The center of entertainment was the Music Hall, where touring minstrel shows as well as African American vocal ensembles, Tin Pan Alley song-and-dance men, and touring theater companies appeared, along with homegrown productions of operettas. The local press heralded the "good taste in theatrical matters" of the town, both in local productions and attendance of the theater in downtown Kansas City, while reporting, nonetheless, on the popular traveling circuses, repertory companies, Buffalo Bill's Wild West Show, and even a send-up "burlesque farmers' street parade" that all came through Independence to excited response. The annual fair, the occasion for young Ralph to win that gardening prize, was a major town event. Big-screen movie clips, in the form of Thomas Edison's Projectoscope (or Projecting Kinetoscope), reached Independence in the summer of 1898, when Ralph Peer was six. Storytelling motion pictures such as The Dog and the Sausage, The House of Terror, and even Les Miserables first reached town in 1907. New telephone services were competing for customers; one firm took pride in having "120 instruments" in place.
Among prominent, publicized visitors to Independence in Peer's childhood years were five-time presidential candidate William Jennings Bryan (who in 1900 was nominated at the Democratic convention in Kansas City), Carrie Nation, of saloon-hatcheting fame, and the aging outlaws Frank James and Cole Younger, who made public appearances at Confederate army and Quantrill's Raiders reunions (Younger was also an investor in the new streetcar lines). Independence's most famous resident-to-be, Harry S. Truman, born in 1884, entered elementary school the year Ralph Peer was born and in 1898 was working, first sweeping floors, then as a clerk, at Clinton's Drug Store, on the same town square where the Peer Supply Company would soon be located; he graduated from high school there in 1901. There is no certainty as to whether the music-loving Truman purchased phonographs or records from Peer Supply — but he could have.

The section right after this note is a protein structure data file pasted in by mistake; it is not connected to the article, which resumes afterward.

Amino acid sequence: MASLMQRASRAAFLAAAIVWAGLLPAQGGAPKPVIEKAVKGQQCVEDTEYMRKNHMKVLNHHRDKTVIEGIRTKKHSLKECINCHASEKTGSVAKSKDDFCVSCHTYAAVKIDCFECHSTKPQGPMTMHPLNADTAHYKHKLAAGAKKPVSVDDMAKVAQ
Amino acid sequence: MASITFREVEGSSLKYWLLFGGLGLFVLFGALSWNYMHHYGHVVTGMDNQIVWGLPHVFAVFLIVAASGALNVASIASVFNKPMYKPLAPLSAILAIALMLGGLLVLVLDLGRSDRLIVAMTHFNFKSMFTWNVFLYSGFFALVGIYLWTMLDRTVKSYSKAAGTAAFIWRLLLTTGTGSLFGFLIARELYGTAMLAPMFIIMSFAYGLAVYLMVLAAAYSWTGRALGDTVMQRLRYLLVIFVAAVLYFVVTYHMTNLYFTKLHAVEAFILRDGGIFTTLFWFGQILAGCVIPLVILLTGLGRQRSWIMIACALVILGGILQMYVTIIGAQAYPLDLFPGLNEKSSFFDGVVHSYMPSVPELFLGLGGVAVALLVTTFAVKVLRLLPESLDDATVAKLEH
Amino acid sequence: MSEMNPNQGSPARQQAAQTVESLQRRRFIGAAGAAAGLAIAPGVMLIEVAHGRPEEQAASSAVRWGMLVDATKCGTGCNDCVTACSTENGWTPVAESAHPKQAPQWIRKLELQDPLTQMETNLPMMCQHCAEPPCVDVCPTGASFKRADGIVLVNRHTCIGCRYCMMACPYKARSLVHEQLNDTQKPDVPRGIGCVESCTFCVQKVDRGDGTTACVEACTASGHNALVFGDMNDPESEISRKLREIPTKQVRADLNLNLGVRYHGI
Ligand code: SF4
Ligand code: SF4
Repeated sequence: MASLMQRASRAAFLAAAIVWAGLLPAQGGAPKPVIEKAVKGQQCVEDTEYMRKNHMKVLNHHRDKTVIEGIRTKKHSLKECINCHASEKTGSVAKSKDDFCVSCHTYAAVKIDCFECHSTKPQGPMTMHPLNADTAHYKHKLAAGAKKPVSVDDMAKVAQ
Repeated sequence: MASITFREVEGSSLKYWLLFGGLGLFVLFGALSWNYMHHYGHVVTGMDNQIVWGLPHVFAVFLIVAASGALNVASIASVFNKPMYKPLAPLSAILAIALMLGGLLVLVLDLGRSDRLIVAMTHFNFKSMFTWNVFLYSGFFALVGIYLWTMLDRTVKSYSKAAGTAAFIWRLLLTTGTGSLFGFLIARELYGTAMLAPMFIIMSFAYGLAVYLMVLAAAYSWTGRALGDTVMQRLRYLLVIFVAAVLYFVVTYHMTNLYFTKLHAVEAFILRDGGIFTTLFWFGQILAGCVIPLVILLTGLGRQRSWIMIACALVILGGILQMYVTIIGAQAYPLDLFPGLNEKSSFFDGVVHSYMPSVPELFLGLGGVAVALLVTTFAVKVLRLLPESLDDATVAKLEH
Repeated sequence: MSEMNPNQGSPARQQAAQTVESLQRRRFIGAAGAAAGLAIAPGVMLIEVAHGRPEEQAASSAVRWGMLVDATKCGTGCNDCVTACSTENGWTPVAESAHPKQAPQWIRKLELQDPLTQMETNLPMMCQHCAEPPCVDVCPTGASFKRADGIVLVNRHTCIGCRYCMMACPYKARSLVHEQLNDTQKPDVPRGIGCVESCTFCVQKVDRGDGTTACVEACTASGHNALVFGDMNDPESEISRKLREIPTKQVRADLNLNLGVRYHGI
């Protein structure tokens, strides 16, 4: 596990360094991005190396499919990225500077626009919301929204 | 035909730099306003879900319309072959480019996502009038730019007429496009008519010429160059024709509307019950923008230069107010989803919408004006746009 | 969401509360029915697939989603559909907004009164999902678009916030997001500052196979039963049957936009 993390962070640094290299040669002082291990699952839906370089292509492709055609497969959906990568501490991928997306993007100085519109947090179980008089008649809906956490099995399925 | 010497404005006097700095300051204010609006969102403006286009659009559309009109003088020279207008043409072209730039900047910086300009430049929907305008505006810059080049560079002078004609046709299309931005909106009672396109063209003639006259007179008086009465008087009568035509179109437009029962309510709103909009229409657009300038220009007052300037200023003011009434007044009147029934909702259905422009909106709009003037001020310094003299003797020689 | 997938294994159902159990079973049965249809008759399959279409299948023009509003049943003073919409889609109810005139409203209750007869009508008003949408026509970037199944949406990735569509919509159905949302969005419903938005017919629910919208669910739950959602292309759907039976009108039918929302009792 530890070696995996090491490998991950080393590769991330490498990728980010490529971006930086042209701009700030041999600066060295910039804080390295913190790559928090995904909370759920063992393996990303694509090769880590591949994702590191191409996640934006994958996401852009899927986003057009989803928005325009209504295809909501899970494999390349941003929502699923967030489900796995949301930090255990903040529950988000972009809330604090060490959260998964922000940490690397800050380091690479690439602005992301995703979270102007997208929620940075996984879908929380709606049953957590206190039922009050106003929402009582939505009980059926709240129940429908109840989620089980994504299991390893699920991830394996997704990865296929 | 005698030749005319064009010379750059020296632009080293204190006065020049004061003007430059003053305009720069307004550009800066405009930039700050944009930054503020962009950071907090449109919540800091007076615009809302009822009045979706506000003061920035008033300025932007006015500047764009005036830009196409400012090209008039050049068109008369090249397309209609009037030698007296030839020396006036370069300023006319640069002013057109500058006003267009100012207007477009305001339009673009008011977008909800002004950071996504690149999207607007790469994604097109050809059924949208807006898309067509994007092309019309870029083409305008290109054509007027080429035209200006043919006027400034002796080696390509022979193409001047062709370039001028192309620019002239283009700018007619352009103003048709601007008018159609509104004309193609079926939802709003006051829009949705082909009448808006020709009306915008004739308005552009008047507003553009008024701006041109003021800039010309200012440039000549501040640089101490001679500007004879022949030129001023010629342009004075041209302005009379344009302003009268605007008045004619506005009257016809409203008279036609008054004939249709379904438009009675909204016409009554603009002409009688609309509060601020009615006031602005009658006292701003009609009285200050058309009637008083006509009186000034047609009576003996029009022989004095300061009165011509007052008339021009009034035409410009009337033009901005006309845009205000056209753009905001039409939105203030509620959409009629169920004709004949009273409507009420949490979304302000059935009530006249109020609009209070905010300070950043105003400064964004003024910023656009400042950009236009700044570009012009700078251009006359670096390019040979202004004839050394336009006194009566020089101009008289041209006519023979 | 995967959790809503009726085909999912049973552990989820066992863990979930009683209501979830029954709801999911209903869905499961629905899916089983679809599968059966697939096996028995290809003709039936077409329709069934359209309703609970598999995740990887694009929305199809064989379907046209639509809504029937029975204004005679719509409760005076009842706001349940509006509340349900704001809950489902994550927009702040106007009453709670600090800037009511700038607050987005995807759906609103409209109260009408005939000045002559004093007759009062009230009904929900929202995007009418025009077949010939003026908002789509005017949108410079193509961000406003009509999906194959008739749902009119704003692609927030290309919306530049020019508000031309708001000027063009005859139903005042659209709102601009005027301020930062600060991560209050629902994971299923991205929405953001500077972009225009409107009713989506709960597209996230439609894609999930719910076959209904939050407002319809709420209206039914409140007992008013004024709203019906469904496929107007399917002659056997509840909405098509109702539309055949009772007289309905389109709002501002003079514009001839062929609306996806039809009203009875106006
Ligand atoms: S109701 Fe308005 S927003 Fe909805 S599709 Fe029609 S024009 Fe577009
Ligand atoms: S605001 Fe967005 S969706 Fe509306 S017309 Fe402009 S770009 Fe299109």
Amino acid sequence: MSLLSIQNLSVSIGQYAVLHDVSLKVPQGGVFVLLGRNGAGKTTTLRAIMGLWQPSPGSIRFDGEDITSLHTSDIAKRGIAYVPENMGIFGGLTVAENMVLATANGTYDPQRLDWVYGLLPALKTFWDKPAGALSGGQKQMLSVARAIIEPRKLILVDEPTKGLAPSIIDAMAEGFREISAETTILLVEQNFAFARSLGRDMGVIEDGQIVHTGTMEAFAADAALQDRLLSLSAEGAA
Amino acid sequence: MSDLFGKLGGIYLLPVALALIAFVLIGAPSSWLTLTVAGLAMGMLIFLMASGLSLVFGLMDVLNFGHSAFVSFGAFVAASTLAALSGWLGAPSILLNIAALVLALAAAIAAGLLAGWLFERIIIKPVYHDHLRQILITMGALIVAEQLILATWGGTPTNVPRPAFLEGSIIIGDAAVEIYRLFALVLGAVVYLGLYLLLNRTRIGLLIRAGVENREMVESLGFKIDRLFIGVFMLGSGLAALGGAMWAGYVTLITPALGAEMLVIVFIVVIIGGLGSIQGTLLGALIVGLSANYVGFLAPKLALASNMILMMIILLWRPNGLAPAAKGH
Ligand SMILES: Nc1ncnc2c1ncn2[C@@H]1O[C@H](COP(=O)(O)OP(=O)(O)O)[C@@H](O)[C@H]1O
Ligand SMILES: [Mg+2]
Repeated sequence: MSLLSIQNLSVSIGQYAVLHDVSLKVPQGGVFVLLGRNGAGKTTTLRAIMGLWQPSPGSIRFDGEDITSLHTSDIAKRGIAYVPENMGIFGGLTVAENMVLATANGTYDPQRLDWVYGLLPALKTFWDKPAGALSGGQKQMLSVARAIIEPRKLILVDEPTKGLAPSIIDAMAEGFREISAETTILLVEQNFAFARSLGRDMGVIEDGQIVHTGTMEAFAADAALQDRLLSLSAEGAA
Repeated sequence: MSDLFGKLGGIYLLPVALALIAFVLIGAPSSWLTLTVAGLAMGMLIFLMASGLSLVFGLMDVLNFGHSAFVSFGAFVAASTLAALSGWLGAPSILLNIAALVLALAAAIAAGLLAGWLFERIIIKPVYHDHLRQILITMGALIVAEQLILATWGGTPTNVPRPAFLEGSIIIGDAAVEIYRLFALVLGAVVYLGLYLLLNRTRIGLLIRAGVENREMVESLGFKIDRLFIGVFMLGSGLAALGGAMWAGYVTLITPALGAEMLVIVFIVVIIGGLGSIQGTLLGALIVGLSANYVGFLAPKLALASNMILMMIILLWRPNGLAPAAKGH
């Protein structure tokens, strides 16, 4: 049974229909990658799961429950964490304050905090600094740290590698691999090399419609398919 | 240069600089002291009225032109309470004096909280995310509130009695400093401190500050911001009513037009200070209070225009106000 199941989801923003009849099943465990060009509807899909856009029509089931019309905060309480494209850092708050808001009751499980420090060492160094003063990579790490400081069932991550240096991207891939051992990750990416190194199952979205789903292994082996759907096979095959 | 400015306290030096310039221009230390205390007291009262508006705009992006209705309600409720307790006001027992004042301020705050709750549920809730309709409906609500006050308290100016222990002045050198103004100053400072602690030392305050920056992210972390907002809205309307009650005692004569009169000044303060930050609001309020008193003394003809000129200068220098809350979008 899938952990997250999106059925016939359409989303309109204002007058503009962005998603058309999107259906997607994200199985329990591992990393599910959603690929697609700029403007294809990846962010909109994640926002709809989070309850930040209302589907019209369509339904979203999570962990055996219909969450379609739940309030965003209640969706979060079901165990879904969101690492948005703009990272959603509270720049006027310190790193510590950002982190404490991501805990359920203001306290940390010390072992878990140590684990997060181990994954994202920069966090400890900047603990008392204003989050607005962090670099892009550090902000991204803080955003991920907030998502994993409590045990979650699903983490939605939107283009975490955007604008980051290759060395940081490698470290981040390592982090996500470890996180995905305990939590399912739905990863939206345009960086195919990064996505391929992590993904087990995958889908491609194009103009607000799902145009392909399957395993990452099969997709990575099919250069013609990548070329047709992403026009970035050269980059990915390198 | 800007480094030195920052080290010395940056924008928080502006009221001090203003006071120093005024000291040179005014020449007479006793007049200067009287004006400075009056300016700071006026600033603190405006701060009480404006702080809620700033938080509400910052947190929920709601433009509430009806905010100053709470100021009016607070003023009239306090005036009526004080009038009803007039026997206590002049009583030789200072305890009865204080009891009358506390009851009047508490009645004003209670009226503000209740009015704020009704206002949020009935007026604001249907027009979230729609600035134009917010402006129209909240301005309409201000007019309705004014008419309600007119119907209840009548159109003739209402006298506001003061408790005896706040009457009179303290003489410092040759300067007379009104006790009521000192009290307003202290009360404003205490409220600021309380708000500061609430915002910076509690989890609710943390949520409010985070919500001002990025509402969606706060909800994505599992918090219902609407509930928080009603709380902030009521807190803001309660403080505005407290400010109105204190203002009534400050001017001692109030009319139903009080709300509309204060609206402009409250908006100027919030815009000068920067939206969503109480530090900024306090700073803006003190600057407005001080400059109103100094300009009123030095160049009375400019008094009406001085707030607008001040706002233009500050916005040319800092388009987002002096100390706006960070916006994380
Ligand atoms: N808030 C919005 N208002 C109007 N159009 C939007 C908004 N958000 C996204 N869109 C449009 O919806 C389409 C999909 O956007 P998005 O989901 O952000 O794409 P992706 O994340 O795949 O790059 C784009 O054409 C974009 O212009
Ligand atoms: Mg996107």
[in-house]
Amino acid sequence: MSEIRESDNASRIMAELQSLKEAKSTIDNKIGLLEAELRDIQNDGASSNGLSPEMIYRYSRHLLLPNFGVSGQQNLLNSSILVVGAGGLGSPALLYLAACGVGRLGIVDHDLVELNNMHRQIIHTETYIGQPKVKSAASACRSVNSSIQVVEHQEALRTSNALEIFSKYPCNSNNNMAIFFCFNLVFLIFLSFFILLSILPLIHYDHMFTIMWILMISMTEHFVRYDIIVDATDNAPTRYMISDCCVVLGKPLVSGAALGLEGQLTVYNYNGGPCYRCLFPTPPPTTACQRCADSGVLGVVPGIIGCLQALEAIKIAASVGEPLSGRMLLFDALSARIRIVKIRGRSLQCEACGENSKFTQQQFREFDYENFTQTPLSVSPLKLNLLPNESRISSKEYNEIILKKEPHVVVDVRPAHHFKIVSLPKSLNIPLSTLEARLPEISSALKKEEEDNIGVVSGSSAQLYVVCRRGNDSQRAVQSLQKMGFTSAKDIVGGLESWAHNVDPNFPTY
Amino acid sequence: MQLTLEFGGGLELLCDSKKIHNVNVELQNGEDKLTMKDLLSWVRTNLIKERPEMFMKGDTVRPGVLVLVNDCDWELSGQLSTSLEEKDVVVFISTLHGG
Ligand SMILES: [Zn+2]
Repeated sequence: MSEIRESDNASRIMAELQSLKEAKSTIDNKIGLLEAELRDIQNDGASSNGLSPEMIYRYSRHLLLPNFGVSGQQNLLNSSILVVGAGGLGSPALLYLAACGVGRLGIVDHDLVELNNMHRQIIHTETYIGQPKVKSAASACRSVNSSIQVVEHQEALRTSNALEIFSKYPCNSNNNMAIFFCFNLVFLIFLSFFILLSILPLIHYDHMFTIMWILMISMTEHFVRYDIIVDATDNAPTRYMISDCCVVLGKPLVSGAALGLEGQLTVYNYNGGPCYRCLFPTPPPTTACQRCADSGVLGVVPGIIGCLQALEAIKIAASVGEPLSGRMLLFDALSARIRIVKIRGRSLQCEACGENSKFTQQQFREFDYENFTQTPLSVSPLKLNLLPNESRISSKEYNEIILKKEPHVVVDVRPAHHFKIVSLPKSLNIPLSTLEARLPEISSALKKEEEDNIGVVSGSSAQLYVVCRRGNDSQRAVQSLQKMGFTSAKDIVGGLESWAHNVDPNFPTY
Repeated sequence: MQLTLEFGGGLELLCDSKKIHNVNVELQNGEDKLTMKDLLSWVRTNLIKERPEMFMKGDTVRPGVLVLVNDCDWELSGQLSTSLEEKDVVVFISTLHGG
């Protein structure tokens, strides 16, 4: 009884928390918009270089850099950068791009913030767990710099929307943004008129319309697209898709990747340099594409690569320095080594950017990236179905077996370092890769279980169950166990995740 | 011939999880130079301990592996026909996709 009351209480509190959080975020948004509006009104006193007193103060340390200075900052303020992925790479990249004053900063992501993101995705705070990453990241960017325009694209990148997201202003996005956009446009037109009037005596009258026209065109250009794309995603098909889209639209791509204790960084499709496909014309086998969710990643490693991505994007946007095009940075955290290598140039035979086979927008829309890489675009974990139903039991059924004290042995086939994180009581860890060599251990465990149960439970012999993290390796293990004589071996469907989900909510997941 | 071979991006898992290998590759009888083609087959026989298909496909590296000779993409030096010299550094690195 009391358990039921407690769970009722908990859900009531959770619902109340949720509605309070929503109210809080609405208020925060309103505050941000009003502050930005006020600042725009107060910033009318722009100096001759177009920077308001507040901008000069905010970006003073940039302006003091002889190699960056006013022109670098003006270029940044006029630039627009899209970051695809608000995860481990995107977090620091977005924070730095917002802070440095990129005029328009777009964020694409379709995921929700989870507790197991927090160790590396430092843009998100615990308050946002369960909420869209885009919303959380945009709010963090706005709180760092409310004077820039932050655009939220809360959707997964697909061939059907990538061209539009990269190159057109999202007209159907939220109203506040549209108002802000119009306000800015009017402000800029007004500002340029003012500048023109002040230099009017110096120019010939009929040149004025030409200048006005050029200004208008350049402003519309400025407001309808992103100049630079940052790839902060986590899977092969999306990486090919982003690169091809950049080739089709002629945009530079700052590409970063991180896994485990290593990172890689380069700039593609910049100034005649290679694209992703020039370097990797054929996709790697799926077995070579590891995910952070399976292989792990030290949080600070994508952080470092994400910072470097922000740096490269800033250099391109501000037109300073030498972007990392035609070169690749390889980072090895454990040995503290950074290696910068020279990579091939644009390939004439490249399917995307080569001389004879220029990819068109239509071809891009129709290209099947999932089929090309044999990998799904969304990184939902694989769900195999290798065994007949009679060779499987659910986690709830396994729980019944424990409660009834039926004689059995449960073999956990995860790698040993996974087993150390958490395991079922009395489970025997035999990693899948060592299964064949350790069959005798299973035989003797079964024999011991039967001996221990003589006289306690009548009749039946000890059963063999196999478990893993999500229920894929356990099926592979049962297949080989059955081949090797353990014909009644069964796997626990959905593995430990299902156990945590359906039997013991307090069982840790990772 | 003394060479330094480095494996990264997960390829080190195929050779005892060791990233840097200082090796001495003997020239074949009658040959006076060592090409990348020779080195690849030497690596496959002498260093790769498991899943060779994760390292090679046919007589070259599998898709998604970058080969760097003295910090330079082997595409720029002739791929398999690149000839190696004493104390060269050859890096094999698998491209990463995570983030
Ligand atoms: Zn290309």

By 1907 Ralph Peer was commuting into the city daily to attend Kansas City's Central High School. His developing fascination with the evolution and production of consumer technology was apparent when his lengthy prize-winning essay describing the latest production processes used in the making of incandescent electric lights appeared in the school's Centralian yearbook, though he was still only a sophomore that year. The writing is clear, very precise, and suggests that a nascent professional technical writer was at hand; it also shows no sign of actively cultivating popular favor. A sampling of the 1907 Peer prose: "Most modern manufacturers use what is known as the 'squirting' process in making filaments. Cotton or fiber paper is dissolved in chloride of zinc solution made acid with muriatic (hydrochloric) acid. ... This solution is filtered hot and placed in a vacuum ... then forced through small holes, forming threads, and run into large jars of wood alcohol. Whenever a jar is full, the thread, which is now white cellulose (paper) is taken out and washed for several hours, and then dried on drums."
It should be no surprise that the same man later showed so much relish for describing the process of recording sound at lock-steady speeds out on location, or wrote scientific papers on horticulture on the side.